Mini Pecan Pies and the Search for the Perfect Crust

First off, April Fool’s. I’ll get that out of the way and then leave the jokes to the jokesters, because there is serious business at hand here: miniature pecan pies with experimental crusts.

I’d been wanting to make a pecan pie for some time, ever since my office got a jar of mixed nuts and I was reminded how delicious pecans are. I’d also been curious if lard makes as good a pie crust as I’d heard, given that I had purchased a bit too much for my carnitas and it was taking up room in the fridge. As I embarked on this project, though, I realized that the group I was making the pie for included one vegetarian. At first, this seemed like a setback, but it was actually a major opportunity for lard crust vs. butter crust: the showdown.

Research

I’ve made many a pie crust in my day, and never with anything but butter, or once Crisco, so this project called for research. I discovered early on that lard vs. butter is not an either/or proposition. Many recipes use both. Here are a few that I found, with their lard:butter ratio. (If you’re going to try one, all noted that you should not use the weird, foil wrapped, shelf-stable lard you can get at the grocery store. What would be a good use for that stuff?)

Ratios and Planning

Planning

My plan was to do all butter, all lard, and a 50-50. Perhaps someday, I can do something as involved as the amazing survey of pie crust fats in this fun article, but I had to start with the basics.

Since I was only making enough crust for one pie, I had to do some ratio figuring. I looked up, for the umpteenth time, how many tablespoons are in a cup (still 16!), saw that most recipes used about 2 1/2 cups flour for about a cup of fat, and took it from there. This could be a much longer post if it covered variables to the perfect pie crust other than fat, so I kept things basic. For each of my crusts, I used 3/4 cup of flour and 4 tablespoons of fat.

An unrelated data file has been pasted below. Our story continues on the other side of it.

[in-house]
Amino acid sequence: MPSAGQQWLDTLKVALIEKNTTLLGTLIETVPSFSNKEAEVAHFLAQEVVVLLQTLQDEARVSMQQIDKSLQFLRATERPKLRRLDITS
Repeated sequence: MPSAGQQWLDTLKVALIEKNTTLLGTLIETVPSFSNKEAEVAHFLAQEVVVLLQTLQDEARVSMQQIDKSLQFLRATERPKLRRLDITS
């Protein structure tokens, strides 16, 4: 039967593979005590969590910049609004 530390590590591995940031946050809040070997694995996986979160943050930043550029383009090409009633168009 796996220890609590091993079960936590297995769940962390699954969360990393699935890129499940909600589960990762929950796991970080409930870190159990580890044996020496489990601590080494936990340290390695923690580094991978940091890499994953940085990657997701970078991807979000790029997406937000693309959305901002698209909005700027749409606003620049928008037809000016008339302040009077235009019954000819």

Action!

I put the fat in the freezer for a while, then chopped it up and blitzed it in the food processor with the flour. Then I put it on a piece of parchment paper, added a little ice water to get it to form a ball, and put it back on the freezer for a while.

While the doughs were re-chilling, I made the pie filling. That was a whole different round of research, but I settled on pretty much this recipe with some variations. I toasted the pecans on the stovetop, and instead of the corn syrup, I used maple syrup, and instead of the sugar, I used apple sauce. I didn’t want it to be too runny, though, so I wanted to quickly reduce the applesauce. I tried straining, which was not very effective, but microwaving worked pretty well — I just nuked it for a few minutes, stopping now and again to skim off the liquid that rose to the top. It got fairly but not very thick — perhaps next year I should make some unseasoned apple butter for use in baking? That would have been perfect.